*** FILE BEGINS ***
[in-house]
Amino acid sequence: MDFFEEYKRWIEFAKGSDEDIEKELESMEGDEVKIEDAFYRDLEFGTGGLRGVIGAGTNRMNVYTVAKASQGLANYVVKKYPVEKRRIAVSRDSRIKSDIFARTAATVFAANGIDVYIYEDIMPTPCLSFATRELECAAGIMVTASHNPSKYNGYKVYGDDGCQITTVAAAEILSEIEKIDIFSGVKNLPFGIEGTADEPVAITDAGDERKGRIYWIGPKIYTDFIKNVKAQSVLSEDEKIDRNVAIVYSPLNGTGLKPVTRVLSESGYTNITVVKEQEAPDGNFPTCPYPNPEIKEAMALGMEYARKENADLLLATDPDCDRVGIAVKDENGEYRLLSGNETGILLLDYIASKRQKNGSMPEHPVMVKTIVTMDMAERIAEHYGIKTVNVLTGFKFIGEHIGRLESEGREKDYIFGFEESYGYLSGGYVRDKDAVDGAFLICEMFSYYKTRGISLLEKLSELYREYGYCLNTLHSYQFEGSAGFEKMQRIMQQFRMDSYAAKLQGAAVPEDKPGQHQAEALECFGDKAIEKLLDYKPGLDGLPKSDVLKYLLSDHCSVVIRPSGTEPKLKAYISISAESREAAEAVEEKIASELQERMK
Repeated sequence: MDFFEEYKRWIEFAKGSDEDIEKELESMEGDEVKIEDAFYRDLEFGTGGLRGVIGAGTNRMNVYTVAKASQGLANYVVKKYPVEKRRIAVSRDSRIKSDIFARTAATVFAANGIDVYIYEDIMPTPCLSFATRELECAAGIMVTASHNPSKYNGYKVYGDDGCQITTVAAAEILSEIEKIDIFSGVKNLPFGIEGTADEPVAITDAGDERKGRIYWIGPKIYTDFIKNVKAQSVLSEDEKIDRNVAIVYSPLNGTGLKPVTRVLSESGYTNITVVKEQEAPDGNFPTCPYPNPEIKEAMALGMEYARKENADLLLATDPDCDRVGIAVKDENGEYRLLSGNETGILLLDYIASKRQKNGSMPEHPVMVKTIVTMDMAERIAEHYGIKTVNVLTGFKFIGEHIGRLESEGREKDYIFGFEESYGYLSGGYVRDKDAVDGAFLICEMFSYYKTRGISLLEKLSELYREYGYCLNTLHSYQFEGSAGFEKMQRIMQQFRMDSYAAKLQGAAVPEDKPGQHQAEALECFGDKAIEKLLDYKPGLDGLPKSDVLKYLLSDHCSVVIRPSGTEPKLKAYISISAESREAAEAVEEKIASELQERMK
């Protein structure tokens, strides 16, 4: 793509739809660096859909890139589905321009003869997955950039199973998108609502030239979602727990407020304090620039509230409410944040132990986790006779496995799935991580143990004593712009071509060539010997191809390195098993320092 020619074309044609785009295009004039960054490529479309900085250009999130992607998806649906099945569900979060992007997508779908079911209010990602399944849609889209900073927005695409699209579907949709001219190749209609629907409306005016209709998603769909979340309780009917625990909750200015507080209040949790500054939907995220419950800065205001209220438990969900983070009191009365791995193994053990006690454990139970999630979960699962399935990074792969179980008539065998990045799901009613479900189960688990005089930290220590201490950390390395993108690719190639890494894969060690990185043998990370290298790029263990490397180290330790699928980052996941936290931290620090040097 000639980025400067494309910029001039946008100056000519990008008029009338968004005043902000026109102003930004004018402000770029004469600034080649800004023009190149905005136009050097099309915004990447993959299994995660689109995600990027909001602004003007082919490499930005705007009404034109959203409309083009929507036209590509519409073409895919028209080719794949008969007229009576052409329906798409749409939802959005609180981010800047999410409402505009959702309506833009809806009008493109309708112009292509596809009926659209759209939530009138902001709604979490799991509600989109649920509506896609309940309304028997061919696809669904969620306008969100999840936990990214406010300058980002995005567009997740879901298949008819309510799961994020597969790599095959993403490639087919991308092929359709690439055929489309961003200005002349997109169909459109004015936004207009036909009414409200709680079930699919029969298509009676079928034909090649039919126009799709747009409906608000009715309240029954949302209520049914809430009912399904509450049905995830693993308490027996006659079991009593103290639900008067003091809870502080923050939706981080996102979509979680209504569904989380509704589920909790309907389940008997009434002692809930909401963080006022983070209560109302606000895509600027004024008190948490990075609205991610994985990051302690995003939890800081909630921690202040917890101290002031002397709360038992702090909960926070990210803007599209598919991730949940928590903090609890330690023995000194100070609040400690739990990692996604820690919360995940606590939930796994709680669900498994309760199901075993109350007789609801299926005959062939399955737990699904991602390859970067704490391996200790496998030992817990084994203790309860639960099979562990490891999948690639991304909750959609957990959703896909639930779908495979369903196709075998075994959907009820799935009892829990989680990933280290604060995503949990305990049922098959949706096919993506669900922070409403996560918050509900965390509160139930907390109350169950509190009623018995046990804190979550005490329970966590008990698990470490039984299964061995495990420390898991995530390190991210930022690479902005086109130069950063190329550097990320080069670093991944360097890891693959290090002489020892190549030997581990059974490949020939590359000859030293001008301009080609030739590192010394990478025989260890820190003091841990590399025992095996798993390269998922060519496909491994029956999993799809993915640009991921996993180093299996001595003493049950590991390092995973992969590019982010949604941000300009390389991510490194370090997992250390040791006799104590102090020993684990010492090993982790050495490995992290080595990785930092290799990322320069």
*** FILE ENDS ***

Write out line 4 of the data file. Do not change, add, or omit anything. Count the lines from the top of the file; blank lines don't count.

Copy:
């Protein structure tokens, strides 16, 4: 793509739809660096859909890139589905321009003869997955950039199973998108609502030239979602727990407020304090620039509230409410944040132990986790006779496995799935991580143990004593712009071509060539010997191809390195098993320092 020619074309044609785009295009004039960054490529479309900085250009999130992607998806649906099945569900979060992007997508779908079911209010990602399944849609889209900073927005695409699209579907949709001219190749209609629907409306005016209709998603769909979340309780009917625990909750200015507080209040949790500054939907995220419950800065205001209220438990969900983070009191009365791995193994053990006690454990139970999630979960699962399935990074792969179980008539065998990045799901009613479900189960688990005089930290220590201490950390390395993108690719190639890494894969060690990185043998990370290298790029263990490397180290330790699928980052996941936290931290620090040097 000639980025400067494309910029001039946008100056000519990008008029009338968004005043902000026109102003930004004018402000770029004469600034080649800004023009190149905005136009050097099309915004990447993959299994995660689109995600990027909001602004003007082919490499930005705007009404034109959203409309083009929507036209590509519409073409895919028209080719794949008969007229009576052409329906798409749409939802959005609180981010800047999410409402505009959702309506833009809806009008493109309708112009292509596809009926659209759209939530009138902001709604979490799991509600989109649920509506896609309940309304028997061919696809669904969620306008969100999840936990990214406010300058980002995005567009997740879901298949008819309510799961994020597969790599095959993403490639087919991308092929359709690439055929489309961003200005002349997109169909459109004015936004207009036909009414409200709680079930699919029969298509009676079928034909090649039919126009799709747009409906608000009715309240029954949302209520049914809430009912399904509450049905995830693993308490027996006659079991009593103290639900008067003091809870502080923050939706981080996102979509979680209504569904989380509704589920909790309907389940008997009434002692809930909401963080006022983070209560109302606000895509600027004024008190948490990075609205991610994985990051302690995003939890800081909630921690202040917890101290002031002397709360038992702090909960926070990210803007599209598919991730949940928590903090609890330690023995000194100070609040400690739990990692996604820690919360995940606590939930796994709680669900498994309760199901075993109350007789609801299926005959062939399955737990699904991602390859970067704490391996200790496998030992817990084994203790309860639960099979562990490891999948690639991304909750959609957990959703896909639930779908495979369903196709075998075994959907009820799935009892829990989680990933280290604060995503949990305990049922098959949706096919993506669900922070409403996560918050509900965390509160139930907390109350169950509190009623018995046990804190979550005490329970966590008990698990470490039984299964061995495990420390898991995530390190991210930022690479902005086109130069950063190329550097990320080069670093991944360097890891693959290090002489020892190549030997581990059974490949020939590359000859030293001008301009080609030739590192010394990478025989260890820190003091841990590399025992095996798993390269998922060519496909491994029956999993799809993915640009991921996993180093299996001595003493049950590991390092995973992969590019982010949604941000300009390389991510490194370090997992250390040791006799104590102090020993684990010492090993982790050495490995992290080595990785930092290799990322320069």